cardiovascular technologist


Also found in: Acronyms.

cardiovascular technologist

an allied health professional who performs diagnostic examinations at the request or direction of a physician in invasive cardiology, noninvasive cardiology, and/or peripheral vascular study. Through subjective data collection and/or recording, the technologist obtains information from which a correct anatomical and physiological diagnosis may be established for each patient.

cardiovascular technologist

A technologist with specialized training in both invasive and noninvasive cardiac techniques. These include physical examination of the patient with heart disease, history taking, drug therapy, and some or all of the following tests or procedures (under professional supervision): blood gas analysis, Doppler ultrasonography, electrocardiography, exercise stress testing, echocardiography, and cardiac catheterization.
References in periodicals archive ?
Dispelling the myth that only blue-collar workers file for unemployment benefits, we found that during this same period of time, from science and medical occupation categories, there were: engineers (1,154), biological scientists (223), dentists (148), surgeons and physicians (19), mathematicians (218), cardiovascular technologists (266), health diagnosing and treating practitioners (149) and respiratory therapy technicians (86).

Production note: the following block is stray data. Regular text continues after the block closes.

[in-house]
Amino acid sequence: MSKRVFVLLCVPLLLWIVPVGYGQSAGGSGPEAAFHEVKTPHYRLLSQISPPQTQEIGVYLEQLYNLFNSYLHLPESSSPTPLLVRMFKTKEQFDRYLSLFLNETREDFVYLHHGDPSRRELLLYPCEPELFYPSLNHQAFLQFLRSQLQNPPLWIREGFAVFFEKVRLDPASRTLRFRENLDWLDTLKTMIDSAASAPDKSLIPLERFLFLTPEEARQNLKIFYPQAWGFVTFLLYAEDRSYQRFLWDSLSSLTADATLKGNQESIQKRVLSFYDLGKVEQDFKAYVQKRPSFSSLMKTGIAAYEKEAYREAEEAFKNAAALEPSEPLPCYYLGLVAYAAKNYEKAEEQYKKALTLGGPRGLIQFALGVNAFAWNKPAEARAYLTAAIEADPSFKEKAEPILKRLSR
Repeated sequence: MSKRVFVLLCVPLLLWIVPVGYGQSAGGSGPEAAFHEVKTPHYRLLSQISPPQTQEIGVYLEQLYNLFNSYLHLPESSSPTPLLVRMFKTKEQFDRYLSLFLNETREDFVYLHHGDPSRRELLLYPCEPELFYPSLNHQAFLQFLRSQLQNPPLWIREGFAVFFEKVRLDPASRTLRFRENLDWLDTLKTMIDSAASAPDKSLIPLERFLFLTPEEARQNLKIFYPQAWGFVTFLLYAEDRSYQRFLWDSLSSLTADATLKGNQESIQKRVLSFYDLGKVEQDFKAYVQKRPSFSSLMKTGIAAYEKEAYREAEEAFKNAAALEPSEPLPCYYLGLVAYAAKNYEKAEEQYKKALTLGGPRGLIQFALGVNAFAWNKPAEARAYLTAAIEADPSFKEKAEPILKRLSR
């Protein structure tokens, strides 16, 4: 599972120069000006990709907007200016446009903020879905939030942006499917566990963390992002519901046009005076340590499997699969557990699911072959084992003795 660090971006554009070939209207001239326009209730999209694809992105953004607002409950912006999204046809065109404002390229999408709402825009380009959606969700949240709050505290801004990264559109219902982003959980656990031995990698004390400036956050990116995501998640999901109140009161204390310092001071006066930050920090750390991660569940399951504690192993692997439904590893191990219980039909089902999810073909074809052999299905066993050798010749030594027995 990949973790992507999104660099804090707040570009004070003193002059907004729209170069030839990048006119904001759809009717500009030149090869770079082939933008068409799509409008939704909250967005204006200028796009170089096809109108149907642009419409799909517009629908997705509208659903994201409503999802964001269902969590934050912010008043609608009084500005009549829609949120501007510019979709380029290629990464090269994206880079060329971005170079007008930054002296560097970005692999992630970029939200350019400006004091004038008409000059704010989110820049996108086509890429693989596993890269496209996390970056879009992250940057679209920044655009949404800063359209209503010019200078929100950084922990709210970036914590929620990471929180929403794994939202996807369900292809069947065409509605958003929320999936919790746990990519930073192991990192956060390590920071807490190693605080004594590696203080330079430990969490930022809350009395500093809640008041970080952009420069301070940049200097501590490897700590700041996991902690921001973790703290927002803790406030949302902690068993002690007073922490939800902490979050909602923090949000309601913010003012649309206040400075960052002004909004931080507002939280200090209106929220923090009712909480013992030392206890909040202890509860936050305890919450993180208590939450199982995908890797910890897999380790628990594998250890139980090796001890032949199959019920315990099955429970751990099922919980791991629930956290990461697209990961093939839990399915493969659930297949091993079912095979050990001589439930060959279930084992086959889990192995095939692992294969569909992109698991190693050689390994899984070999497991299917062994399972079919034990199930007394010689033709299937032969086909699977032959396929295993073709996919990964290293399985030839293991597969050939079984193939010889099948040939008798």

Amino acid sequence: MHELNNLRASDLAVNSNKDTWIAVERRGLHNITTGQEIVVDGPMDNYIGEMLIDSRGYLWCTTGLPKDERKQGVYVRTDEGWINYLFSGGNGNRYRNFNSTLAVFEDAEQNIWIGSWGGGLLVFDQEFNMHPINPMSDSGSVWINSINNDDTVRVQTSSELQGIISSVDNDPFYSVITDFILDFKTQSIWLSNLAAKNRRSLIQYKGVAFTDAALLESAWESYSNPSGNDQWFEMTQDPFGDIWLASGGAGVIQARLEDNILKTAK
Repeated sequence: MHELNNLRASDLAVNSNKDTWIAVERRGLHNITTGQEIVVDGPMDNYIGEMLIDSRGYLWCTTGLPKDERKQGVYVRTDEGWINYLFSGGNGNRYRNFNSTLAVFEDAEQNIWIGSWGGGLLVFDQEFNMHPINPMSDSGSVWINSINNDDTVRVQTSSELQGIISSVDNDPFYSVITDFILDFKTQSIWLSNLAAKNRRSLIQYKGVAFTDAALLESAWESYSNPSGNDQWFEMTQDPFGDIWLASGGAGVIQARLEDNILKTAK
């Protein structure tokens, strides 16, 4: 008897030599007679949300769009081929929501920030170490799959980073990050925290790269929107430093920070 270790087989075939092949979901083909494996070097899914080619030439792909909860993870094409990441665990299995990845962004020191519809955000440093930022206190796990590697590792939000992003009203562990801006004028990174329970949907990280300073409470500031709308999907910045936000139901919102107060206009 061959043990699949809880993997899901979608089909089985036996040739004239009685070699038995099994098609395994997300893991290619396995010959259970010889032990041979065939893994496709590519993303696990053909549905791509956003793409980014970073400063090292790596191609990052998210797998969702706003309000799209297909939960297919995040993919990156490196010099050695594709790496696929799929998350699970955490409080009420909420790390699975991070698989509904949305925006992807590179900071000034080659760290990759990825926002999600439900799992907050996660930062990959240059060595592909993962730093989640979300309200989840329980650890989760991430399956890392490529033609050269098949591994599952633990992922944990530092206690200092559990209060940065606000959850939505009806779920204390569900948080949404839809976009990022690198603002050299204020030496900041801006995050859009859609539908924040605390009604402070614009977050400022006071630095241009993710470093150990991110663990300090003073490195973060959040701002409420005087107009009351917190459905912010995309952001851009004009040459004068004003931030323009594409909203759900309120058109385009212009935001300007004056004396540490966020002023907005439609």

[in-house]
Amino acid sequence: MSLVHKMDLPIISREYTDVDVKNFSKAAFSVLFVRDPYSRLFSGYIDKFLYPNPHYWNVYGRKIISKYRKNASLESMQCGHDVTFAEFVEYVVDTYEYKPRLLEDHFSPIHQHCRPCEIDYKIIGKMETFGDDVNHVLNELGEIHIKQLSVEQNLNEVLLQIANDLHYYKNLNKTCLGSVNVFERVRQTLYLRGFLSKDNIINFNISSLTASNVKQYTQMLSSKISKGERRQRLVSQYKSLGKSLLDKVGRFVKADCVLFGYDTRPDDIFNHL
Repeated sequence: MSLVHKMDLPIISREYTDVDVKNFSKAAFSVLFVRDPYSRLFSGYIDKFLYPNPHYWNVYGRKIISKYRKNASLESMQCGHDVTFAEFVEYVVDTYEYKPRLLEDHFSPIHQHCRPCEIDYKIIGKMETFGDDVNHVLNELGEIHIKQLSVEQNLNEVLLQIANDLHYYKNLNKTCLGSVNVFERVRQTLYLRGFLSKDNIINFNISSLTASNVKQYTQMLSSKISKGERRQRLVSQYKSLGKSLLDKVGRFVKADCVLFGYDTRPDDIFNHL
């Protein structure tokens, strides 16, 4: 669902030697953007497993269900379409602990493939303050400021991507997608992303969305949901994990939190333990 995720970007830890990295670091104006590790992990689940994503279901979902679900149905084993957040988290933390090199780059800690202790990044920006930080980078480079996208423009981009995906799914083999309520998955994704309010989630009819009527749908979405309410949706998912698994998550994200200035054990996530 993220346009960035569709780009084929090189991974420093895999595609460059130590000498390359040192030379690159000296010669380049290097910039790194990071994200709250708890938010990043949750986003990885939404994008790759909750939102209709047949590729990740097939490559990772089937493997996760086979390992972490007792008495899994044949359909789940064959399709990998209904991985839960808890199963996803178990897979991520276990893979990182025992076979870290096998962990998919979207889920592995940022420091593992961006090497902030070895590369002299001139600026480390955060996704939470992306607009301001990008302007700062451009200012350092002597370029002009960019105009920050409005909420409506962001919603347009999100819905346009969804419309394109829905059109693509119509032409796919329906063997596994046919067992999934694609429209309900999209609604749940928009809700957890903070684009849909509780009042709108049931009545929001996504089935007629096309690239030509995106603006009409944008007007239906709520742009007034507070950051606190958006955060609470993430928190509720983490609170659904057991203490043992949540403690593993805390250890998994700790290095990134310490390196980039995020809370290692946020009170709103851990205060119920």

Cardiovascular technologists are allied health professionals who work directly with cardiologists to perform diagnostic and therapeutic procedures in the laboratory setting.
The customer support function is staffed by registered cardiovascular technologists, registered radiology technologists and registered nurses who have actually worked in the cardiology labs and have first-hand familiarity with cardiology procedures, as well as electronics technicians, Microsoft Certified Systems Analysts (MCSA), Microsoft Certified Systems Engineers (MCSE) and associates with information systems and biomedical experience in the hospital setting.
Department of Labor Bureau of Labor Statistics (BLS), the field of cardiovascular technologists and technicians is projected to increase by 26 percent through 2016.